Thanksgiving Pickles

I have never cared to emulate the Pennsylvania Dutch, with their seven sweets and seven sours at every meal. But the dawn of Thanksgiving Day drew me to the pantry, where I scanned the shelves for favorite pickles to add to the feast. Here are the sour pickles that fortified us while the turkey roasted.


Clockwise from the left are cornichons (tiny cucumbers pickled in vinegar), pickled scallions, pickled red peppers (a mildly hot pimiento cross), brined cucumbers, dilly beans, and pickled sweet yellow peppers. Recipes for all of these are in The Joy of Pickling.

In the center of the platter are cherry olives. A simple old North American recipe turns wild cherries that are too small to pit, and perhaps too bitter or sour to eat plain, into what look like little black olives but taste wonderfully different. To make cherry olives, fill a quart jar with small black cherries. Combine 1 cup each water and vinegar with 1 tablespoon salt and 1 1/2 teaspoons sugar, and pour the mixture over the cherries to cover them well. Close the jar tightly. Store it in the refrigerator if you like, or keep it in a cool pantry. (Do not process the cherries with heat.) Wait a couple of months before serving the cherries.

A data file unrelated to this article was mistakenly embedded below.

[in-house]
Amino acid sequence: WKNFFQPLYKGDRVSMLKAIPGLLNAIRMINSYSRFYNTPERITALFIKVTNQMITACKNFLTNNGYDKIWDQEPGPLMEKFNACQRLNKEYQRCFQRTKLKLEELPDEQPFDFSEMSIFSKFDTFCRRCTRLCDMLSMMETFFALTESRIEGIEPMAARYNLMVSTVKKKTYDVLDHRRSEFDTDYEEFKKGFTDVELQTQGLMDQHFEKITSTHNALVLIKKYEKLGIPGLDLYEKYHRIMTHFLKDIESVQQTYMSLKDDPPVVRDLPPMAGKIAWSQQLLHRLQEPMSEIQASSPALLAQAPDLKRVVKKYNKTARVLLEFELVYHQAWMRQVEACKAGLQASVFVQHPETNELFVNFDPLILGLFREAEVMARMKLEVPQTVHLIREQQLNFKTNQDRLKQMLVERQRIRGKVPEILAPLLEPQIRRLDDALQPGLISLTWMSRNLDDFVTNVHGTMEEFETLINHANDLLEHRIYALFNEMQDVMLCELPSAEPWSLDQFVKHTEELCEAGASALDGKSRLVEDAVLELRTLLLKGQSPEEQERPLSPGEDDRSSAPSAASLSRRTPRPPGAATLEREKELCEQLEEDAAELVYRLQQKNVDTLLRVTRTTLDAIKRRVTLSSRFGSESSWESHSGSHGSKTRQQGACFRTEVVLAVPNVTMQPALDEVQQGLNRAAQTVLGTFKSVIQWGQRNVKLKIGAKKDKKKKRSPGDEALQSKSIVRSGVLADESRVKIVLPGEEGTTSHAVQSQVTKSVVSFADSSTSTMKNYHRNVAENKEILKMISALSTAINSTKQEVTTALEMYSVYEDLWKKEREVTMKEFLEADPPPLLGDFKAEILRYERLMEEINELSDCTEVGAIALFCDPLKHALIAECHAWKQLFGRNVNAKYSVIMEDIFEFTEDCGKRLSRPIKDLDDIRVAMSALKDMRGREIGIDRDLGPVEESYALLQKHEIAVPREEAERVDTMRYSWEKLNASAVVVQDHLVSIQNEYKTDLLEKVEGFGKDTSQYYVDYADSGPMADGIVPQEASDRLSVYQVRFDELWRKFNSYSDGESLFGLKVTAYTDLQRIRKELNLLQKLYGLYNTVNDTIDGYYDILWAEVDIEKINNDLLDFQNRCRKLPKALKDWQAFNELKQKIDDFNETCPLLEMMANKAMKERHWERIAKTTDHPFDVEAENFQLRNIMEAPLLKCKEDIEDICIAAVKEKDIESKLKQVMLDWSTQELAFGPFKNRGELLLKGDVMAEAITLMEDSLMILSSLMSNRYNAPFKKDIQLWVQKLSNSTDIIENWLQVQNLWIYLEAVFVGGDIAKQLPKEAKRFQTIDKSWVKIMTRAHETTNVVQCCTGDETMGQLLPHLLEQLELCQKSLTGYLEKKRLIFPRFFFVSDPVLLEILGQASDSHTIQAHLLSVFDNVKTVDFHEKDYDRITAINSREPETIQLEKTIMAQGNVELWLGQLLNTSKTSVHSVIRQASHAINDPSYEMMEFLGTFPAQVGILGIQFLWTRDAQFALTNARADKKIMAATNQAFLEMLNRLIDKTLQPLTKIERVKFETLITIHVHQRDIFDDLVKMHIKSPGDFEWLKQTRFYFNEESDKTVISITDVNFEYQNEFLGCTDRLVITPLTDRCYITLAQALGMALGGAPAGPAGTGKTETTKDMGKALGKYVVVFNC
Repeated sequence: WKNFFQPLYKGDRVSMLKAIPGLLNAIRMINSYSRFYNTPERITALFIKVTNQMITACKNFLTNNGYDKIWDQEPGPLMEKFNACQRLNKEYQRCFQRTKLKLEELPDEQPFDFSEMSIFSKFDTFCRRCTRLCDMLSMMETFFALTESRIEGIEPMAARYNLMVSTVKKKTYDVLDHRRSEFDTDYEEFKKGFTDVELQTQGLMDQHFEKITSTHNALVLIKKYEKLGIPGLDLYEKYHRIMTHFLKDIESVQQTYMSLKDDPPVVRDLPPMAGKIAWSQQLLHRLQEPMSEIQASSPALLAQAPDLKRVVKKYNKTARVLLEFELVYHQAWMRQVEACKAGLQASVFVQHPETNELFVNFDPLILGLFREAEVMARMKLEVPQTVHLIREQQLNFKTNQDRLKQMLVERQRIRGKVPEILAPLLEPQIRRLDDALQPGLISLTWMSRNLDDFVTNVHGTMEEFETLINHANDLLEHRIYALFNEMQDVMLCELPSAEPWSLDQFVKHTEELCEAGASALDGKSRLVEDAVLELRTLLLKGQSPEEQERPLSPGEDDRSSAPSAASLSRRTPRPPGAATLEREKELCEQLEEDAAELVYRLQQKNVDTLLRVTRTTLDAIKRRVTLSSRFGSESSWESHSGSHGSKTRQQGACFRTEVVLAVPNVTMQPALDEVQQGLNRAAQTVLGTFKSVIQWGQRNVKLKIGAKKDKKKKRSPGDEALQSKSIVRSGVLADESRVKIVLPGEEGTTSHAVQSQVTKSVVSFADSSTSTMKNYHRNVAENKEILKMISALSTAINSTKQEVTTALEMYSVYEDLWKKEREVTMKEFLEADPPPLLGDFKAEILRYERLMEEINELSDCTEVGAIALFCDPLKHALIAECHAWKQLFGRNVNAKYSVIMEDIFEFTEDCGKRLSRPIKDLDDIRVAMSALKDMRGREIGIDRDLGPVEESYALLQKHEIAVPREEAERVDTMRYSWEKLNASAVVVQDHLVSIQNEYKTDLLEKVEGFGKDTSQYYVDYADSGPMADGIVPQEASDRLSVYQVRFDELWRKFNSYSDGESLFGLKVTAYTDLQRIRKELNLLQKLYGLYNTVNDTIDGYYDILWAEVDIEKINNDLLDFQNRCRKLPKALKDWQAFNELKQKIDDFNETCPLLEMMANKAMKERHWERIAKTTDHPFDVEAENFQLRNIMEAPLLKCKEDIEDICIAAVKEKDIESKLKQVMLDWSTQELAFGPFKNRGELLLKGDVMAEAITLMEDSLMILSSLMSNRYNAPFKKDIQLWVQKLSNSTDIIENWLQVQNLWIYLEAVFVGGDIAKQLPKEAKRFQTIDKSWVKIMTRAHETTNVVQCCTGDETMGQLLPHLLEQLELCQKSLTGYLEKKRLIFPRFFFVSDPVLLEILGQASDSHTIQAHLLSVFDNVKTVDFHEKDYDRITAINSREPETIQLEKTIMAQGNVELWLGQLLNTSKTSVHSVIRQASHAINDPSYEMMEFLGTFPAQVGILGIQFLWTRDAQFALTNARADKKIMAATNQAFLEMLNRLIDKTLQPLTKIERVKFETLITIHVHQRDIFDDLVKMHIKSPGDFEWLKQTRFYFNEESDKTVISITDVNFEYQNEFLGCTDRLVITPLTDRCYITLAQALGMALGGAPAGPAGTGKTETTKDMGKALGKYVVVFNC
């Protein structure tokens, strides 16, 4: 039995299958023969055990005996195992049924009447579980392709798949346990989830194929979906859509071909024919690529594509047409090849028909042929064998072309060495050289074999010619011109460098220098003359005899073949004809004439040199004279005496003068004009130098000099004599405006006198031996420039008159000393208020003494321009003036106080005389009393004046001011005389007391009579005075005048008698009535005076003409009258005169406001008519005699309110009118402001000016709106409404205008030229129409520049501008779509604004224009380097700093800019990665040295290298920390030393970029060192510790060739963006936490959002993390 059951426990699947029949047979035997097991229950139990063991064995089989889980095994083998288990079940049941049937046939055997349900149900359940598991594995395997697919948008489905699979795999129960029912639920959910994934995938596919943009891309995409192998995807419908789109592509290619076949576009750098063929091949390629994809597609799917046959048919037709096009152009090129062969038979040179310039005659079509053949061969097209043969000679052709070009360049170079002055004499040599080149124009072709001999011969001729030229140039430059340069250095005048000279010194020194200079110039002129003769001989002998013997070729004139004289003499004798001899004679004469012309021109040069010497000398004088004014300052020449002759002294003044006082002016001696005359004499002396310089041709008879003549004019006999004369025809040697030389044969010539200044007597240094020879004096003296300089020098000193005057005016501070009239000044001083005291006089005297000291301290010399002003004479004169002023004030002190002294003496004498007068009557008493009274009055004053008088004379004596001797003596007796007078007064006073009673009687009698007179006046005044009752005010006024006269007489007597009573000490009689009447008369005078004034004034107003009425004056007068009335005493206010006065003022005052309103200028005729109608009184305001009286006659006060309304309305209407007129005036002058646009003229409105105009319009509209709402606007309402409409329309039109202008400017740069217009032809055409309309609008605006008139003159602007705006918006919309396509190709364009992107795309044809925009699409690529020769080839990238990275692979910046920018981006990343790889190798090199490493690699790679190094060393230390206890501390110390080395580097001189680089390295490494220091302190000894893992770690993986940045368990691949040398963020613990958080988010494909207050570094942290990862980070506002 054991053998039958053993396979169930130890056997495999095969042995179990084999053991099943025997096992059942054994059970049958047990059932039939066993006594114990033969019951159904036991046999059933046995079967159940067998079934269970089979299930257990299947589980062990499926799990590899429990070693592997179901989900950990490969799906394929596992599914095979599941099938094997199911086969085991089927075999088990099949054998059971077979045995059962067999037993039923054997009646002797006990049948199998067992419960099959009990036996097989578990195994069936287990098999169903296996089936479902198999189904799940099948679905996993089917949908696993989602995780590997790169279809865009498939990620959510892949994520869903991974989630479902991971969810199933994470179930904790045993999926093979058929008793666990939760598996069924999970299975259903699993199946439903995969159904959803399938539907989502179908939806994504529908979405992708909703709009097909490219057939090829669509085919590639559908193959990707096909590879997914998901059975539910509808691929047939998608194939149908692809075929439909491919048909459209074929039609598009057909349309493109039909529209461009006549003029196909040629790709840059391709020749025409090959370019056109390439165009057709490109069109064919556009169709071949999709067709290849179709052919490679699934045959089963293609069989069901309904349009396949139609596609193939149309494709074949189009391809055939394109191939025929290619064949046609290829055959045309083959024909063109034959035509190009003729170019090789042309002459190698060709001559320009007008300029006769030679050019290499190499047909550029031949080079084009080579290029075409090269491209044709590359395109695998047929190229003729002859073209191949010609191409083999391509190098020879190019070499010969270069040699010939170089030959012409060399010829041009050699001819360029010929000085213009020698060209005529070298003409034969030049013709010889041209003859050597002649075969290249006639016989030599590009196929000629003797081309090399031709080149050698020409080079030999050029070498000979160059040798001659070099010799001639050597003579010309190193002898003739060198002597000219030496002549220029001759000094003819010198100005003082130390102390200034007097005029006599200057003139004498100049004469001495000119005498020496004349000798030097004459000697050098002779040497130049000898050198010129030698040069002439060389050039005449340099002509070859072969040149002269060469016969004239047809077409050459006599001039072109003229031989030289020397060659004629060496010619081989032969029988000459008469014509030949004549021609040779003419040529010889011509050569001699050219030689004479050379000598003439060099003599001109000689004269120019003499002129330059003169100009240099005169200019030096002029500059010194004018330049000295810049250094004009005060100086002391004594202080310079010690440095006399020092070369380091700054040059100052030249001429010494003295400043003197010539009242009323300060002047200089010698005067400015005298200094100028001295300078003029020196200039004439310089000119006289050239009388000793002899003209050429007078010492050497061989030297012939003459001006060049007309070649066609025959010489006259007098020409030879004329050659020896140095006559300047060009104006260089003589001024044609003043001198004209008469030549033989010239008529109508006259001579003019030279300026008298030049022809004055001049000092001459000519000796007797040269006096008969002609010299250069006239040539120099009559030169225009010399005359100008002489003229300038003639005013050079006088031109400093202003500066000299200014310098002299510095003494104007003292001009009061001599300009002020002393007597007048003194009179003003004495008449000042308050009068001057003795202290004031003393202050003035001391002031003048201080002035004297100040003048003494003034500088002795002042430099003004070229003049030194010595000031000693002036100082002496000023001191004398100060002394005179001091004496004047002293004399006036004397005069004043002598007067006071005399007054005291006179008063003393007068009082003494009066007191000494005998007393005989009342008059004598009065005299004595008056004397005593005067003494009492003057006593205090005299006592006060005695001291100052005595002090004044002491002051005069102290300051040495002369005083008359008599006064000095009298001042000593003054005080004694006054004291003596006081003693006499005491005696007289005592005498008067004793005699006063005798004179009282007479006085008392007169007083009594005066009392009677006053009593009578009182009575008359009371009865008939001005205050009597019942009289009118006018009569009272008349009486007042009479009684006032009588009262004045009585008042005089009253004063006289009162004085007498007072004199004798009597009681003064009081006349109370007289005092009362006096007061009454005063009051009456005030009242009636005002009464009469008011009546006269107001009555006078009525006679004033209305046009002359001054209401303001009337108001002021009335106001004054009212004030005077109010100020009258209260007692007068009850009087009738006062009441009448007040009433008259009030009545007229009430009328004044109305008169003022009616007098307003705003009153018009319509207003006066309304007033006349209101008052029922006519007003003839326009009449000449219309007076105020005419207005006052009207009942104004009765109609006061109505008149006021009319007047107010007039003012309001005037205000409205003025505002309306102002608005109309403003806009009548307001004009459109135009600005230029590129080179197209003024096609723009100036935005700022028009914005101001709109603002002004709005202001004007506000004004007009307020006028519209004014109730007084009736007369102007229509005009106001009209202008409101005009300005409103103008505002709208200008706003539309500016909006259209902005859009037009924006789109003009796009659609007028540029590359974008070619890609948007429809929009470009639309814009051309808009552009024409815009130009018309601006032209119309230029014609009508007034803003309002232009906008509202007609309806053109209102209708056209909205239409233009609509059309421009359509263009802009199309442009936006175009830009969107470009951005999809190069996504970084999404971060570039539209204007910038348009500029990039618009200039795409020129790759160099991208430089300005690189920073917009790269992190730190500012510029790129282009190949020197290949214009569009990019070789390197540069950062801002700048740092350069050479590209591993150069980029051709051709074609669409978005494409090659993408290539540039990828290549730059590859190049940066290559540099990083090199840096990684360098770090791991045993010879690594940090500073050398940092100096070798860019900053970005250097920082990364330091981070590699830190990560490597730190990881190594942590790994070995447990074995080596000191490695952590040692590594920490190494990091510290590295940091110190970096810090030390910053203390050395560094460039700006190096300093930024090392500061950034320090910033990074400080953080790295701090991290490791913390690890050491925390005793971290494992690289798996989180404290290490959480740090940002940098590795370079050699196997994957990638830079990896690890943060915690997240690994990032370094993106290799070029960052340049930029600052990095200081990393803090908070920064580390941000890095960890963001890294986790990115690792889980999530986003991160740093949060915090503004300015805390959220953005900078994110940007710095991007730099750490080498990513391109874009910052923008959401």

More gracious than gravy as complement to a roast are sweet pickles and relishes. So Greg’s fat, juicy pasture-raised turkey was accompanied not only with Barb’s cranberry sauce and my cherry relish but also with pickled Seckel pears and Desert King figs.


The cherry relish, pear, and fig recipes are also in The Joy of Pickling.

What piquant reminders of the summer that’s gone! Pious I’m not, but with each tart little taste of my Thanksgiving pickles I had to silently thank the dirt, the sun, and the rain, the seeds, trees, flowers, and bees, and my own strong muscles and bones, all of which together bring such pleasure to the table.

Thanks to you, too, for reading this journal, and I hope you ate equally well.